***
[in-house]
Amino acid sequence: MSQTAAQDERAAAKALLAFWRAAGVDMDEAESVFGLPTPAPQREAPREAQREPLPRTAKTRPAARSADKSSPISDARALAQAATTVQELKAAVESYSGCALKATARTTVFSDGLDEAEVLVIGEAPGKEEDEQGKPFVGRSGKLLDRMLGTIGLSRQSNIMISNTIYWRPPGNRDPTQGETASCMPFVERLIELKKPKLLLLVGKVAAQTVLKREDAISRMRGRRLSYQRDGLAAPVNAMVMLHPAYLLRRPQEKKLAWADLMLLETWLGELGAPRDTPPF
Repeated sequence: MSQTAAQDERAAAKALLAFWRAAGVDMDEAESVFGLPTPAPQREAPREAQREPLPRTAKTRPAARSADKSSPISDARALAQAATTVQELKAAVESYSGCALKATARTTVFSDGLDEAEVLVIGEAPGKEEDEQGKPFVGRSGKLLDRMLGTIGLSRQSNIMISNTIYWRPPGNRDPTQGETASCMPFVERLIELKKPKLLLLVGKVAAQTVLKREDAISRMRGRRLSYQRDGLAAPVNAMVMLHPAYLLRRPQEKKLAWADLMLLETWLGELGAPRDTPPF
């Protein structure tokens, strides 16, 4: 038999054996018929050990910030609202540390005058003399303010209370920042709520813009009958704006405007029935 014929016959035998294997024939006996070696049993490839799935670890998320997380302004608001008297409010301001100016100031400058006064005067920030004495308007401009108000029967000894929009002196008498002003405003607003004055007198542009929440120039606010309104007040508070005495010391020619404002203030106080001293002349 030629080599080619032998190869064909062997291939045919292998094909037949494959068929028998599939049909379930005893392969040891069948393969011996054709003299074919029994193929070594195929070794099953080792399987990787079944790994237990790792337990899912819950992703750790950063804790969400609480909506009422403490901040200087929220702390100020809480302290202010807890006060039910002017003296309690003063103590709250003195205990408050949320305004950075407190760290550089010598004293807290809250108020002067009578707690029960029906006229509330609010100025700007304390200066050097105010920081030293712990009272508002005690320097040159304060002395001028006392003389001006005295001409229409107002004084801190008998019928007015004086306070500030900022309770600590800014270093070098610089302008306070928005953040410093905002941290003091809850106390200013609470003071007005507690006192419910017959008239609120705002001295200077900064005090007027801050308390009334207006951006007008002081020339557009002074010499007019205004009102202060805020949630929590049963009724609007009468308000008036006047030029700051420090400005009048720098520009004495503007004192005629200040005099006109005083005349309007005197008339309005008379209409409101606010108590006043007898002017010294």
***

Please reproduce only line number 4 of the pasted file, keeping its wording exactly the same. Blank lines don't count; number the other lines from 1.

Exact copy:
């Protein structure tokens, strides 16, 4: 038999054996018929050990910030609202540390005058003399303010209370920042709520813009009958704006405007029935 014929016959035998294997024939006996070696049993490839799935670890998320997380302004608001008297409010301001100016100031400058006064005067920030004495308007401009108000029967000894929009002196008498002003405003607003004055007198542009929440120039606010309104007040508070005495010391020619404002203030106080001293002349 030629080599080619032998190869064909062997291939045919292998094909037949494959068929028998599939049909379930005893392969040891069948393969011996054709003299074919029994193929070594195929070794099953080792399987990787079944790994237990790792337990899912819950992703750790950063804790969400609480909506009422403490901040200087929220702390100020809480302290202010807890006060039910002017003296309690003063103590709250003195205990408050949320305004950075407190760290550089010598004293807290809250108020002067009578707690029960029906006229509330609010100025700007304390200066050097105010920081030293712990009272508002005690320097040159304060002395001028006392003389001006005295001409229409107002004084801190008998019928007015004086306070500030900022309770600590800014270093070098610089302008306070928005953040410093905002941290003091809850106390200013609470003071007005507690006192419910017959008239609120705002001295200077900064005090007027801050308390009334207006951006007008002081020339557009002074010499007019205004009102202060805020949630929590049963009724609007009468308000008036006047030029700051420090400005009048720098520009004495503007004192005629200040005099006109005083005349309007005197008339309005008379209409409101606010108590006043007898002017010294």